I just took the civil service exam

Saw a job with the state in last week’s paper and decided to take the exam. The job is with the Department of Workforce Development, processing unemployment claims and determining benefits.

Most of the test was basic math and reading comprehension. I almost screwed up royally because I misunderstood a process for determining a benefit period and coldn’t figure out the answers to about 18 questions because I was using the wrong process, but I finally figured it out after about ten minutes of frustration.

The last section of the test was all these behavioural-based questions, which I was not happy about. Stuff like “you have ten minutes left on your break when a co-worker tells you your supervisor wants to see you. Do you a) say nothing and finish your break; b) tell your co-worker ‘no one gets extra work out of me!’; c) tell him to let your supervisor know you’ll be there in ten minutes; d) thank your co-worker and call your supervisor from the nearest phone.” Buh? I really didn’t much care for playing the “what do they want to hear” game; I usually like to save that for the interview.

I should get my score in 2-3 weeks and then I assume if I score high enough I’ll be called for an interview or at least to submit a resume.

You probably did better than you think. :slight_smile:

I am sure you will get a good score and hopefully you will be able to get a good job (that you like doing) out of it.

Good luck in your job application.

Forgive the hijack, but maybe a visitor to the thread knows: is there any point to taking the civil service exam without having a specific job in view? Like, to put on a résumé and then start looking for jobs? Just curious.

Please give us (read: “me”) an outline of Wisconsin’s Civil Service Hiring procedure.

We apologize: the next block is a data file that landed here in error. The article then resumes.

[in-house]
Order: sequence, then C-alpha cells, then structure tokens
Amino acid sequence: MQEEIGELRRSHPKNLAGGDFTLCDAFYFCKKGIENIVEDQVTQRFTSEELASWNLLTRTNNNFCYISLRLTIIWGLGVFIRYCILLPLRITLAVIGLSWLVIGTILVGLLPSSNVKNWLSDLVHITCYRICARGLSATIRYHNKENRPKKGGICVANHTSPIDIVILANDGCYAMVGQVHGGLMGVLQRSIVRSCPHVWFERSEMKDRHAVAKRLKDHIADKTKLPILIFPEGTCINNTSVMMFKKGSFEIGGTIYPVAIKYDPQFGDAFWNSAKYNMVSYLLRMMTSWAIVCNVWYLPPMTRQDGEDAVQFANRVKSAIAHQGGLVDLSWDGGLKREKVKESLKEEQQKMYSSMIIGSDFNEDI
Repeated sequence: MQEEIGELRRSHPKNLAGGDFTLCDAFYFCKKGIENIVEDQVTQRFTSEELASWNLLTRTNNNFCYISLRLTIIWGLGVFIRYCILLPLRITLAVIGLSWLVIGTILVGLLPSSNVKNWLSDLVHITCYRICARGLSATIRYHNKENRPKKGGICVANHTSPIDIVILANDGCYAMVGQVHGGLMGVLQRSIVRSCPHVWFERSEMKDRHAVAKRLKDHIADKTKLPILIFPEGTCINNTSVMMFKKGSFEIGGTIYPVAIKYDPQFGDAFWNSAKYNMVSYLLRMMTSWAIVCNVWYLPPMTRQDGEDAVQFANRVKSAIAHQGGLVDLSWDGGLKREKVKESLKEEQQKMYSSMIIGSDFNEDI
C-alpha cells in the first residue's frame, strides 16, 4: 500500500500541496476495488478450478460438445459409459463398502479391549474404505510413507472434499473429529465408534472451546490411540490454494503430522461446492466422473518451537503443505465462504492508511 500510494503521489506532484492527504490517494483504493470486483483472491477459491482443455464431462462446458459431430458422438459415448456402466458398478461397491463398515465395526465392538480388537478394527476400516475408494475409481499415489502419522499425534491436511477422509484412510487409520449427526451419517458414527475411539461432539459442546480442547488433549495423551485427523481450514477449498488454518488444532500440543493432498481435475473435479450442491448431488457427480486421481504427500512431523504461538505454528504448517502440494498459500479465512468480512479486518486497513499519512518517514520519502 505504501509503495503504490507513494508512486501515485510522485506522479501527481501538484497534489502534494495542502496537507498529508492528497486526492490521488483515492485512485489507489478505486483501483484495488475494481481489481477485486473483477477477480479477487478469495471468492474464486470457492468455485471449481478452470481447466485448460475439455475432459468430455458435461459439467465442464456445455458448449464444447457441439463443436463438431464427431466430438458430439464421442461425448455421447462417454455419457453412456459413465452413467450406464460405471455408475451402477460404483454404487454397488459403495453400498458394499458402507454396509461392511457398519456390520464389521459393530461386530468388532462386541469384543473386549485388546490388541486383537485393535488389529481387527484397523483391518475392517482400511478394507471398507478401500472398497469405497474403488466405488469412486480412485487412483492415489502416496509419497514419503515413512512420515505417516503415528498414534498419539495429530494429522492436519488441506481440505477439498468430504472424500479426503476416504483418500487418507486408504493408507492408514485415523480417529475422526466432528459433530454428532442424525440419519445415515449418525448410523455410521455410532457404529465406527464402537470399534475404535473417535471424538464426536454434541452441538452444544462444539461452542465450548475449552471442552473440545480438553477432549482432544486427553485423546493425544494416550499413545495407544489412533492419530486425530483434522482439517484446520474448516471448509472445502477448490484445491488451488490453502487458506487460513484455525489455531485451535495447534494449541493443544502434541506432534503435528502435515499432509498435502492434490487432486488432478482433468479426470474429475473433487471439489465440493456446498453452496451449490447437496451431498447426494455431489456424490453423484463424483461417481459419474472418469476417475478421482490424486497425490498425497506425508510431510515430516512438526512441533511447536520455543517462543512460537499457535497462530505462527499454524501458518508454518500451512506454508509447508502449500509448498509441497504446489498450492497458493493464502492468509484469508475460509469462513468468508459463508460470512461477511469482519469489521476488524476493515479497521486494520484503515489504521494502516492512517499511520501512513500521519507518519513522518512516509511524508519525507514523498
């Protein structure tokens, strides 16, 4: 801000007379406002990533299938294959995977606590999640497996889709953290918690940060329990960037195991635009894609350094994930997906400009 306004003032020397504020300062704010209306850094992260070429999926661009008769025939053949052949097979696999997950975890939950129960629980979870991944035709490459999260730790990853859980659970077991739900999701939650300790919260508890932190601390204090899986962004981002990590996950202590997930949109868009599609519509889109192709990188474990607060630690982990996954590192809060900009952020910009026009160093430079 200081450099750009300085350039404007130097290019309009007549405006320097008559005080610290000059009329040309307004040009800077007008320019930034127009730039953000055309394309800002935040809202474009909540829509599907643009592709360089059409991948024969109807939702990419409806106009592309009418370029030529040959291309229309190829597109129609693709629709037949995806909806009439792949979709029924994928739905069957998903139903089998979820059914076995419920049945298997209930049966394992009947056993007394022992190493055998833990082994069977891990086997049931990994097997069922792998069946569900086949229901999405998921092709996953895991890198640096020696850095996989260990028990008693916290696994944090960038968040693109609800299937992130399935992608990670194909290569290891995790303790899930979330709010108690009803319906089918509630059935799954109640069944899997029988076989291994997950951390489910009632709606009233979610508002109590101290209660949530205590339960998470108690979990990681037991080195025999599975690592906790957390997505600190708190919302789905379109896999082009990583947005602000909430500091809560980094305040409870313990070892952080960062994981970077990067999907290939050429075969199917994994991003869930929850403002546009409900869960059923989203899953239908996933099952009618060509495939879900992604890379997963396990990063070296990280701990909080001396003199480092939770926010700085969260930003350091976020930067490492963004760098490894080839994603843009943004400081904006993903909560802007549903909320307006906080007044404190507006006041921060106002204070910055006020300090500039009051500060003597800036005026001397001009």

Job by job, or a register system?

It seems to be job-by-job but the test application had a box to check to allow for sharing the score, so apparently some of the tests apply to more than one position. I don’t know how the state goes about obtaining those scores for alternate positions or how an applicant would know if a previous test score was applicable to another position. There were multiple tests being administered when I was there. I don’t know how different the various tests are but I bet they all have that bullshit behavioural crap on them. The tests for stuff like highway patrol and prison guard had a memory and observation section and mine didn’t.

Here’s the DWD’s page for state employment.

Hopefully you will get the job you want and disprove the idea that most people in the civil service aren’t.

Having actually helped write civil service exams, I’d say C’s the correct answer. Obviously you’re not supposed to be hostile, so B’s out. And a lot of people will guess D to try to tell people what they want to hear, but you’re entitled to your break so that answer’s also wrong. And while you’re entitled to your break you also have a duty to maintain open communications, so A’s wrong. With C, you’ve acknowleged the situation and addressed it in compliance with the procedures of your organization.

But watch out, Otto. I thought it was safe taking civil service exams back when I was a kid. Then the next thing I know I had a career.

VA has no civil service exam for state employees - you apply and are interviewed for specific jobs. Individual jobs may have certain skills attached to it, but you are tested for those skills by the agency itself (for example, if you applied for a office assistant position that required word processing skills, the agency would give you the test as part of the interview).

When I worked for the Federal gov’t I took the Federal Civil Service Exam without having a job in mind; however, the Federal Civil Service works a little differently (or did) in that you take the exam and your name and score are put on a list of candidates. Agencies are then free to review your application and scores and contact you when agencies come up. I took the test and applied for a general administrative position (this was while in college) and ended up working for the Commerce Department. I could just have easily turned down the offer of an interview and waited for the next agency to call, but I needed a job so I took it.

Heh - Mr. Brown took a civil service exam a couple of years ago for a municipal job. The job involved CAD design, and the exam tested your knowledge of basic algebra and geometry. He brushed up on his math skills and took the test, and found the questions mildly challenging but felt he answered them all correctly.

It took months to get the results back because the city in question could find no one in their ranks knowledgeable enough about basic math to grade the tests! He didn’t get the job, BTW.